August 12, 2007 at 6:41 am #105493taifunParticipant
You Can Increase Your Muscular Strength by Just Thinking
It is a couch potato’s dream – just imagining yourself exercising can increase the strength of even your large muscles. The discovery could help patients too weak to exercise to start recuperating from stroke or other injury. And if the technique works in older people, they might use it to help maintain their strength.
Muscles move in response to impulses from nearby motor neurons. The firing of those neurons in turn depends on the strength of electrical impulses sent by the brain.
That suggests you can increase muscle strength solely by sending a larger signal to motor neurons from the brain.
Investigators have already found that mentally visualizing exercise was enough to increase strength in a muscle in the little finger, which it uses to move sideways. Now his team has turned its attention to a larger, more frequently used muscle, the bicep.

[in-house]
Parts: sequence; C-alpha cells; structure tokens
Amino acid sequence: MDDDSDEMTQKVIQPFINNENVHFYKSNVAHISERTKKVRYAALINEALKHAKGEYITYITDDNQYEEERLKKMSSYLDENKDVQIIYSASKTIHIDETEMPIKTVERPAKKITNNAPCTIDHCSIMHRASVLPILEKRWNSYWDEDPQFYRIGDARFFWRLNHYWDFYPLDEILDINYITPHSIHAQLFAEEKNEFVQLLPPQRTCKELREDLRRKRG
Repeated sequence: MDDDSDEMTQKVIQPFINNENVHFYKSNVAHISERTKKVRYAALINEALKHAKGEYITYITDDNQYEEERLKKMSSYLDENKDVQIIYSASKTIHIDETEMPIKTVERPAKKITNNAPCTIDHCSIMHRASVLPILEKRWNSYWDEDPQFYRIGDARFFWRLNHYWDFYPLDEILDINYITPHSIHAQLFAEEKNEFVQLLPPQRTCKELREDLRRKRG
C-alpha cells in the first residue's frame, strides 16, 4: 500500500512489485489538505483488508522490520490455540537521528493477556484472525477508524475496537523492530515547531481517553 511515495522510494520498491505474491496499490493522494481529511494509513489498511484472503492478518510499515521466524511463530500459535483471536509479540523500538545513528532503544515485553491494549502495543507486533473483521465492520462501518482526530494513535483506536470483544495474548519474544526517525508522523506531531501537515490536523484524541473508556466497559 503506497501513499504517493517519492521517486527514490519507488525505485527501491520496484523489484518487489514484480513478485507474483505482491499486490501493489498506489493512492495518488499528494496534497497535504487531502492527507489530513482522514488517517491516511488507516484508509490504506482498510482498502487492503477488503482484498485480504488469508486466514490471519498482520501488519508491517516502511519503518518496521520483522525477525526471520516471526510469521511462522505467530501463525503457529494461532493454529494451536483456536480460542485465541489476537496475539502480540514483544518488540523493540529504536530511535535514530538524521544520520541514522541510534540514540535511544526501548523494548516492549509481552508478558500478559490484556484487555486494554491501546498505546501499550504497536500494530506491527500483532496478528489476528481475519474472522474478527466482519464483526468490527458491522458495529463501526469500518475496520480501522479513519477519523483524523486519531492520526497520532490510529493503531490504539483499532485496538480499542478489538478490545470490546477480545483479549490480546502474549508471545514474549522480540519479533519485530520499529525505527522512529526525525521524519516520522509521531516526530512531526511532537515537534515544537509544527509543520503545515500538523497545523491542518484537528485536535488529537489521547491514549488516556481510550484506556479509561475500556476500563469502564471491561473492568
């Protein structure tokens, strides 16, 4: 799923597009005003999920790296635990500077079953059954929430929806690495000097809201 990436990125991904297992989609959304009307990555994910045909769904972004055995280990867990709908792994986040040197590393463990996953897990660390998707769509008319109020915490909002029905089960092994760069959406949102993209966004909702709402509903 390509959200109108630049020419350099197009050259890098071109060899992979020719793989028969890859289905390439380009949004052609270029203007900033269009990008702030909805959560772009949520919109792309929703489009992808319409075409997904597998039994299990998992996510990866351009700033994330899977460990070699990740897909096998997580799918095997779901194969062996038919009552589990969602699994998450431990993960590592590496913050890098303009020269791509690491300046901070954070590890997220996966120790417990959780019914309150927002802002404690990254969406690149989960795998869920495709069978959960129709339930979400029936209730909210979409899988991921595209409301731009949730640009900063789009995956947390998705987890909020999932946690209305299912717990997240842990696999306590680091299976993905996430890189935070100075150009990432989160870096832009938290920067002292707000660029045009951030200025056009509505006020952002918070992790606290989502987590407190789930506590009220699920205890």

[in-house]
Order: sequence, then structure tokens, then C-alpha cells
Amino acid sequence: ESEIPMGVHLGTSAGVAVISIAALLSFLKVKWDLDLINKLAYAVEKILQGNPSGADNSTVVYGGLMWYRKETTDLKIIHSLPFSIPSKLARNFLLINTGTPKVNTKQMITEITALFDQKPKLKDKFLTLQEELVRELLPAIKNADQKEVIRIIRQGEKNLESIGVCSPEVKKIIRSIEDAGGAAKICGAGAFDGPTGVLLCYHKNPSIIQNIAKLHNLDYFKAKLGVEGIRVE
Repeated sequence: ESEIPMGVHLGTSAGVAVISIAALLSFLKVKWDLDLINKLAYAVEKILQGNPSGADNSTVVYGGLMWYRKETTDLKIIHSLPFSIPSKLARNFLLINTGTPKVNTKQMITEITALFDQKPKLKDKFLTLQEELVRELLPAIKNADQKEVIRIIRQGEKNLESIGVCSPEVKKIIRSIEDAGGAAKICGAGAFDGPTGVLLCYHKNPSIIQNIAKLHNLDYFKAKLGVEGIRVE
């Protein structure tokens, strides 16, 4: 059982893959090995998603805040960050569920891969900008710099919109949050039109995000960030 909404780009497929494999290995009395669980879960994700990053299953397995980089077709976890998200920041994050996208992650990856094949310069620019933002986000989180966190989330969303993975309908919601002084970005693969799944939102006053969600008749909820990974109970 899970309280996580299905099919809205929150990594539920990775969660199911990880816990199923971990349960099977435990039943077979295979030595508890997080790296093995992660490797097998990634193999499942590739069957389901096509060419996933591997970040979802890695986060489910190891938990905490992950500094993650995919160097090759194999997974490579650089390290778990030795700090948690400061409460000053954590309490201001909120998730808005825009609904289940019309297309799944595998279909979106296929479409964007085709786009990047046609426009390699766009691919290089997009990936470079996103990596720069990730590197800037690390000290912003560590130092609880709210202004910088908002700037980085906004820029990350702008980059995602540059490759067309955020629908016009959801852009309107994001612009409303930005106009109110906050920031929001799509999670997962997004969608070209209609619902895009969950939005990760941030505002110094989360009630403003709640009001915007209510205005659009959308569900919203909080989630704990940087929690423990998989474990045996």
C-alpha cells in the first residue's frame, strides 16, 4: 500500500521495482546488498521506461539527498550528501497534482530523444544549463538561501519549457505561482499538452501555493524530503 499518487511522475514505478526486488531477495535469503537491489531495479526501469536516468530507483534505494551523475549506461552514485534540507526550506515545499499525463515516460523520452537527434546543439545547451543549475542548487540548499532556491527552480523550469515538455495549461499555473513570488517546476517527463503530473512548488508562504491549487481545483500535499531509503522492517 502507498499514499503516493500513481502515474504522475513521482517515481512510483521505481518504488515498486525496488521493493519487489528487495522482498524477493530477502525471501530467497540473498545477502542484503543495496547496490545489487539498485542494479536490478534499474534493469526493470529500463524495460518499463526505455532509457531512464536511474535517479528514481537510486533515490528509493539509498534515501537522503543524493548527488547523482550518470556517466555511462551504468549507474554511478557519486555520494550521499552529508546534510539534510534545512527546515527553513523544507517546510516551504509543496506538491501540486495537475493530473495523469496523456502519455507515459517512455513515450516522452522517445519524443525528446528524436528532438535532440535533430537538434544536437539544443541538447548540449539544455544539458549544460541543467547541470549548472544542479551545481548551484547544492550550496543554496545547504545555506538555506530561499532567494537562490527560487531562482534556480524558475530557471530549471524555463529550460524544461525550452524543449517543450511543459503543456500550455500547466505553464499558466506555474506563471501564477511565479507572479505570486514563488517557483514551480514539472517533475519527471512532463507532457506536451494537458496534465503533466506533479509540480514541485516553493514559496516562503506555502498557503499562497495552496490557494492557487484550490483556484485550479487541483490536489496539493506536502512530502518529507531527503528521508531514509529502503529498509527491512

They asked 10 volunteers aged 20 to 35 to imagine flexing one of their biceps as hard as possible in training sessions five times a week. The researchers recorded the electrical brain activity during the sessions. To ensure the volunteers were not unintentionally tensing, they also monitored electrical impulses at the motor neurons of their arm muscles.
Every two weeks, they measured the strength of the volunteers’ muscles. The volunteers who thought about exercise showed a 13.5 per cent increase in strength after a few weeks, and maintained that gain for three months after the training stopped. Controls who missed out on the mental workout showed no improvement in strength.
Annual Meeting of Society for Neuroscience conference in San Diego, California November 2001
Dr. Mercola’s Comment:
It sure would be a lot easier to exercise this way; but I include this study not as an easier way to exercise, but as an example of the incredible power that your brain has on your body.
I would be curious to know if a similar study might work on cardiovascular changes that one receives from aerobic exercise.
I would still highly recommend a combination of aerobic exercise and strength training on a regular basis. Exercise not only lowers insulin levels, but it improves insulin receptor sensitivity, which is one of the reasons it is such a powerful health-promoting tool.
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